Q: Help! I went on a hike with some friends and we stopped to eat lunch in a small grove of trees and I somehow ended up getting pine sap in my very curly hair. My hair grows so slowly, that I really don’t
want to have to cut it out, and since the sap is on the outside layers of the hair, cutting just that part will likely mean I have to cut a lot more than I want in order to keep it from looking strange. What can I do?
A: Pine sap is a problem much like that of having gum stuck in your hair. And fortunately, the same solution that works on gum works on tree sap. The one difference in the two is that usually, tree sap will
“dry” and harden on the hair. This can have pros and cons.
On the plus side, if the tree sap is in small clumps, then dried it will be easier to slide off the hair. However, it becomes a con when the sap is in a large glob that dries,
as this means it will likely have hold of many strands all twisted up, which makes it infinitely harder to remove.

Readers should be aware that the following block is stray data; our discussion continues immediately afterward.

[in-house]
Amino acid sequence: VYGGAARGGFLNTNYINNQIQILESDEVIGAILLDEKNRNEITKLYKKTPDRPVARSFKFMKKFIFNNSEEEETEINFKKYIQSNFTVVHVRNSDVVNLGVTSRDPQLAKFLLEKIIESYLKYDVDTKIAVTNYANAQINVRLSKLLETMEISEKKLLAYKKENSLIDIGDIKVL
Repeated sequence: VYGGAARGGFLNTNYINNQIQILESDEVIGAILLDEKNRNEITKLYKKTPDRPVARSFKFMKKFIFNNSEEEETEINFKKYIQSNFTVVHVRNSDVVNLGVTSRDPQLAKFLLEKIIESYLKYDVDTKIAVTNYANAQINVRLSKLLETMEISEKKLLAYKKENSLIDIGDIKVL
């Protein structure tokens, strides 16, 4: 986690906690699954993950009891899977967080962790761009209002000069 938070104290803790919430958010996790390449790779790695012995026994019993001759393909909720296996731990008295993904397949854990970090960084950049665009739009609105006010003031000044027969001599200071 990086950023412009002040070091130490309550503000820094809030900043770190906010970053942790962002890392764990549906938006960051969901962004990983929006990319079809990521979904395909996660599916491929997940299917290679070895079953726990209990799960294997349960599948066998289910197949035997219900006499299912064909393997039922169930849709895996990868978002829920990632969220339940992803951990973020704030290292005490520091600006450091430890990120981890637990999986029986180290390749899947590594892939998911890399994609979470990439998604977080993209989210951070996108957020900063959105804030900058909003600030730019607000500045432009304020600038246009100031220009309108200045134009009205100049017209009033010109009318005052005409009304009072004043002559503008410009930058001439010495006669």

If the sap has dried in the hair you should start by breaking it up as carefully as possible. This may involve wrapping the affected hair in a cloth or piece of wax paper, and
crushing it with a pliers or having someone tap it with a hammer for you. Then the obvious step is saturating the affected hair with oil. The type of oil depends on the kind of tree sap. For a thick, gloppy pine
tree sap, I recommend baby oil, while with some lighter-weight saps, you could use olive oil.
Allow the oil to soak into the hair for many minutes (at least 20) and then use a comb to gently work the sap out of the hair in small bits. Depending on the location, this may
require the aid of a friend, and be prepared to take your time. Remember, haste makes loss, and the goal is to remove the sap without cutting the hair.